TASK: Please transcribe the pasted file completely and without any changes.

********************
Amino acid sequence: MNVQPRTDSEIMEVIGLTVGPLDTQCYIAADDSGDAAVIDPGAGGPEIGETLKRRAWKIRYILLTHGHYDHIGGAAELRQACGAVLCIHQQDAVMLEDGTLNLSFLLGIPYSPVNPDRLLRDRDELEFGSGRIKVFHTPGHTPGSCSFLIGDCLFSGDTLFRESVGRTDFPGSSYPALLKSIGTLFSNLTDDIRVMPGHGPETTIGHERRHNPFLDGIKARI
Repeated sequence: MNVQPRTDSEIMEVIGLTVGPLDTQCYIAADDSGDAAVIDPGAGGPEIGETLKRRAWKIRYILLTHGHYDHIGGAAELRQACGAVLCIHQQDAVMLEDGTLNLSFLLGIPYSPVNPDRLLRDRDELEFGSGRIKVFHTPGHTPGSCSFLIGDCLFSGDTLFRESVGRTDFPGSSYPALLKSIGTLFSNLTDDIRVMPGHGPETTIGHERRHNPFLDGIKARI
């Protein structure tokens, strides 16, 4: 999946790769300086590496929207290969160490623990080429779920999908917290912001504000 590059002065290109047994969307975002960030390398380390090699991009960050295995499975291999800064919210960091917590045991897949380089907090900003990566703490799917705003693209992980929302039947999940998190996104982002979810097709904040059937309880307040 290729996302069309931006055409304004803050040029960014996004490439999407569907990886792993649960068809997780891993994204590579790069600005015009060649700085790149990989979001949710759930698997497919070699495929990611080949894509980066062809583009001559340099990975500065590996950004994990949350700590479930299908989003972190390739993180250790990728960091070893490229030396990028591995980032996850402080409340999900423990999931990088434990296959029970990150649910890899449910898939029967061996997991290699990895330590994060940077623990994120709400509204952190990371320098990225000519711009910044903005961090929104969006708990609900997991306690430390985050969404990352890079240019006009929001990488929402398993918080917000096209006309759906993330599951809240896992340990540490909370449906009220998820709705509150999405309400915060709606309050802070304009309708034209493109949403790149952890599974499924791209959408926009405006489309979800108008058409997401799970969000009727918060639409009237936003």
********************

Amino acid sequence: MNVQPRTDSEIMEVIGLTVGPLDTQCYIAADDSGDAAVIDPGAGGPEIGETLKRRAWKIRYILLTHGHYDHIGGAAELRQACGAVLCIHQQDAVMLEDGTLNLSFLLGIPYSPVNPDRLLRDRDELEFGSGRIKVFHTPGHTPGSCSFLIGDCLFSGDTLFRESVGRTDFPGSSYPALLKSIGTLFSNLTDDIRVMPGHGPETTIGHERRHNPFLDGIKARI
Repeated sequence: MNVQPRTDSEIMEVIGLTVGPLDTQCYIAADDSGDAAVIDPGAGGPEIGETLKRRAWKIRYILLTHGHYDHIGGAAELRQACGAVLCIHQQDAVMLEDGTLNLSFLLGIPYSPVNPDRLLRDRDELEFGSGRIKVFHTPGHTPGSCSFLIGDCLFSGDTLFRESVGRTDFPGSSYPALLKSIGTLFSNLTDDIRVMPGHGPETTIGHERRHNPFLDGIKARI
């Protein structure tokens, strides 16, 4: 999946790769300086590496929207290969160490623990080429779920999908917290912001504000 590059002065290109047994969307975002960030390398380390090699991009960050295995499975291999800064919210960091917590045991897949380089907090900003990566703490799917705003693209992980929302039947999940998190996104982002979810097709904040059937309880307040 290729996302069309931006055409304004803050040029960014996004490439999407569907990886792993649960068809997780891993994204590579790069600005015009060649700085790149990989979001949710759930698997497919070699495929990611080949894509980066062809583009001559340099990975500065590996950004994990949350700590479930299908989003972190390739993180250790990728960091070893490229030396990028591995980032996850402080409340999900423990999931990088434990296959029970990150649910890899449910898939029967061996997991290699990895330590994060940077623990994120709400509204952190990371320098990225000519711009910044903005961090929104969006708990609900997991306690430390985050969404990352890079240019006009929001990488929402398993918080917000096209006309759906993330599951809240896992340990540490909370449906009220998820709705509150999405309400915060709606309050802070304009309708034209493109949403790149952890599974499924791209959408926009405006489309979800108008058409997401799970969000009727918060639409009237936003």